How Japan saved jobs, unlike US
When the coronavirus hit Japan, Mari Nagata, a single mother who works in a restaurant, had a lot of worries. Her children’s school closed, and she feared what would happen to them if she got sick.
But there was one thing that Nagata, unlike millions of service industry workers in the US, did not fret about: her job security. “I was able to relax and take time off” to focus on child care, said Nagata, 38, an assistant manager at a takeout restaurant in Tokyo.
The pandemic has devastated economies around the globe, shutting businesses and slowing spending. However, the fallout has been much more severe in some countries than others, and nowhere is that more apparent than in unemployment figures in the US and Japan.
The US jobless rate skyrocketed in the past three months, peaking at nearly 15 per cent in April and standing at 13.3 per cent in May. That is the highest level since the Great Depression.
In Japan, though, the number has barely budged. The unemployment rate has ticked up just two-tenths of a percentage point since February, to 2.6 per cent. Wages and working hours have also remained relatively stable.
A constellation of social, demographic and epidemiological factors in Japan has meant that the economic slowdown has not produced mass layoffs.
Before the pandemic, Japan’s shrinking and greying population had created one of the planet’s tightest labour markets. Even now, some companies are having difficulty finding workers, with more than 120 job openings for every 100 job seekers nationwide in April.
And Japan, unlike the US or China, has avoided a devastating spike in coronavirus cases, allowing it to keep more of its economy open. It asked businesses to close on a voluntary basis during a state of emergency that lasted a month and a half and ended in May.
In the US, “when the economy gets bad, people get laid off one after the other, and the unemployment rate shoots up”, said Tomohisa Ishikawa, director of the Macro Economic Research Centre at the Japan Research Institute. But for Japanese employers, “laying people off is difficult both psychologically and practically”.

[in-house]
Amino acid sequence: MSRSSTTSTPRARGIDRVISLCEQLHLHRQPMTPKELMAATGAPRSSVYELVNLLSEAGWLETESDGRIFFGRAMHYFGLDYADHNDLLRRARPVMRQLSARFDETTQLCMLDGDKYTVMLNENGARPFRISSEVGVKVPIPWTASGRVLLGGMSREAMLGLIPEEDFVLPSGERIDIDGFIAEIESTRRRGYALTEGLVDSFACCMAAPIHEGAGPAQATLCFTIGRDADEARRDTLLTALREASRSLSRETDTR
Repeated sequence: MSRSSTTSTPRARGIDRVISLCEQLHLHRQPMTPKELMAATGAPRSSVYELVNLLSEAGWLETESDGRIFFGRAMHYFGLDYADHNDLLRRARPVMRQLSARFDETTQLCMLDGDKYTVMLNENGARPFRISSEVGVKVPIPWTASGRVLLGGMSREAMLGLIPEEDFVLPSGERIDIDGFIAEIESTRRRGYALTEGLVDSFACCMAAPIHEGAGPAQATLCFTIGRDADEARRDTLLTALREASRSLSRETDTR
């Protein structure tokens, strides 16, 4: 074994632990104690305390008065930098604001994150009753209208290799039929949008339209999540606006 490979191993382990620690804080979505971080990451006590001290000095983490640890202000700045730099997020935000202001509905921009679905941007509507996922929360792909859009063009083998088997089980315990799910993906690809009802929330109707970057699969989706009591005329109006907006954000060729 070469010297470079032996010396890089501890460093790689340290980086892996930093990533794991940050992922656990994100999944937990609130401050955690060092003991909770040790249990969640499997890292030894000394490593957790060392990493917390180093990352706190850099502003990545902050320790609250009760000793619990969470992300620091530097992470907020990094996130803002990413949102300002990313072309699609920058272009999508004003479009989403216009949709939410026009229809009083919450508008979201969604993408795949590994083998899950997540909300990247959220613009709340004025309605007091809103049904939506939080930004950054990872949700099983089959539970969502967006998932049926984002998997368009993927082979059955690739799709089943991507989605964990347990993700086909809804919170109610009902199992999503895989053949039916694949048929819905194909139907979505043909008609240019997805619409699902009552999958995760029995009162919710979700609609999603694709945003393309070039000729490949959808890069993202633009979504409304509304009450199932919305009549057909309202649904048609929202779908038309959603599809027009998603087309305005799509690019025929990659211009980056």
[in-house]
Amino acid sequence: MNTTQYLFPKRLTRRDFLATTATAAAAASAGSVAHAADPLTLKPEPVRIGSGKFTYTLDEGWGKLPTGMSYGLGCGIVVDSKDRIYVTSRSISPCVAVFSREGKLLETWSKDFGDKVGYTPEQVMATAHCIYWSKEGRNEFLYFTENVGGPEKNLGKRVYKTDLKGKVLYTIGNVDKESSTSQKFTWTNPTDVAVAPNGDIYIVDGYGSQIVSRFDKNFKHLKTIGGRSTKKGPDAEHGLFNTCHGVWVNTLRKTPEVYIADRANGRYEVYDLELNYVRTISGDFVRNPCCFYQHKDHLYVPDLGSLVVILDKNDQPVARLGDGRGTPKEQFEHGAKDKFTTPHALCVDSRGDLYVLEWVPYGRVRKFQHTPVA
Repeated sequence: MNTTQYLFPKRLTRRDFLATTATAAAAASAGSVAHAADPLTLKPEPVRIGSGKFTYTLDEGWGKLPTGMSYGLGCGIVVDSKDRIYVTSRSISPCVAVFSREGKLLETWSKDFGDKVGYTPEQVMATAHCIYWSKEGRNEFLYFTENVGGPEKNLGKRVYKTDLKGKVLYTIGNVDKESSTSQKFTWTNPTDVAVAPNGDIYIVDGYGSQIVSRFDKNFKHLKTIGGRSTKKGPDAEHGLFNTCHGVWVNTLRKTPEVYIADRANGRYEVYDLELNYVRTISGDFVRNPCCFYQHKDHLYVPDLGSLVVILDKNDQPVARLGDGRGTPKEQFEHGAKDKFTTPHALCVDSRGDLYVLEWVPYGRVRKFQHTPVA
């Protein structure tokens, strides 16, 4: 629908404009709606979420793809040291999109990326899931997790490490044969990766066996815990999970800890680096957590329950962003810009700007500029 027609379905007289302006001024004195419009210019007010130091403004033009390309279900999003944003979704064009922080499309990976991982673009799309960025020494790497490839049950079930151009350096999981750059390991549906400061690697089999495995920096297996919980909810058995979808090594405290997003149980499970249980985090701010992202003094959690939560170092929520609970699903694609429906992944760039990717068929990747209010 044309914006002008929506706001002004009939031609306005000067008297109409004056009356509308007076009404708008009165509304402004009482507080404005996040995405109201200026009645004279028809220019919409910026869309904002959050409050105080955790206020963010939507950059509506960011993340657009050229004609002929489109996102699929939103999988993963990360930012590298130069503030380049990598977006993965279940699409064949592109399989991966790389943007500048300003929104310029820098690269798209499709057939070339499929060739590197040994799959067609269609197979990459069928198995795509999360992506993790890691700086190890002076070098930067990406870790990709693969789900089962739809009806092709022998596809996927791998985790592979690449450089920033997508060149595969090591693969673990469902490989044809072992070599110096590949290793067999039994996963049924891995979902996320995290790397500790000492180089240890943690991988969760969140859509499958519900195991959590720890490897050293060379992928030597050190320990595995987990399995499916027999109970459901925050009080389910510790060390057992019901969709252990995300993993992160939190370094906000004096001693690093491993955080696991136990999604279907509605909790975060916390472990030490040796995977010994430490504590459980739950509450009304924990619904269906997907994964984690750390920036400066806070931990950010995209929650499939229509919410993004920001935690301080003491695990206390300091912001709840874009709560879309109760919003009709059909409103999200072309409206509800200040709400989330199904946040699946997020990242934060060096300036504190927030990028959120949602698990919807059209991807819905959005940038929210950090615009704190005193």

Companies in Japan are more likely than their American counterparts to prioritise employees’ interests over those of shareholders, focusing on the sustainability of their business rather than maximising growth, said Naohiko Baba, chief Japan economist at Goldman Sachs.
“During good times, companies accumulate profits on their balance sheets by restricting rises in workers’ salaries,” Baba said. “During bad times, companies refrain from firing redundant workers by using retained earnings accumulated during good times, so that people can have secure jobs.”
There are also strong social expectations that Japanese companies will retain workers. Japan’s businesses are often tough on their employees, asking them to put in some of the longest hours in the world, but companies are expected to provide job security in return — in many cases, for life.
Violating that social contract can have severe reputational costs. In March, social media in Japan exploded with outrage after reports that employers had rescinded contract offers to 21 new graduates because of the pandemic.
Pro-labour attitudes have been reinforced by strong legal precedents built up since the end of World War II that prevent companies from laying off employees unless they can demonstrate they have no other choice.
In March, Nagata’s employer, Soup Stock Tokyo, committed to keeping all of its workers in jobs and fully paid.
The following month, the company put Nagata and her nearly 1,600 co-workers on furlough.
Japanese law requires businesses to pay furloughed employees 60 per cent of their wages. Soup Stock Tokyo made up the difference for Nagata and her co-workers by taking advantage of government subsidies and no-interest loans, part of a stimulus package aimed at softening the coronavirus’s economic damage.
For a little over a month, Nagata largely stayed home, participating in daily half-hour virtual meetings aimed at preparing for a return to business.
The company used the time to shift its business toward a delivery model and develop new products. In mid-May, just before the government lifted the state of emergency, Nagata returned to work.
New York Times News Service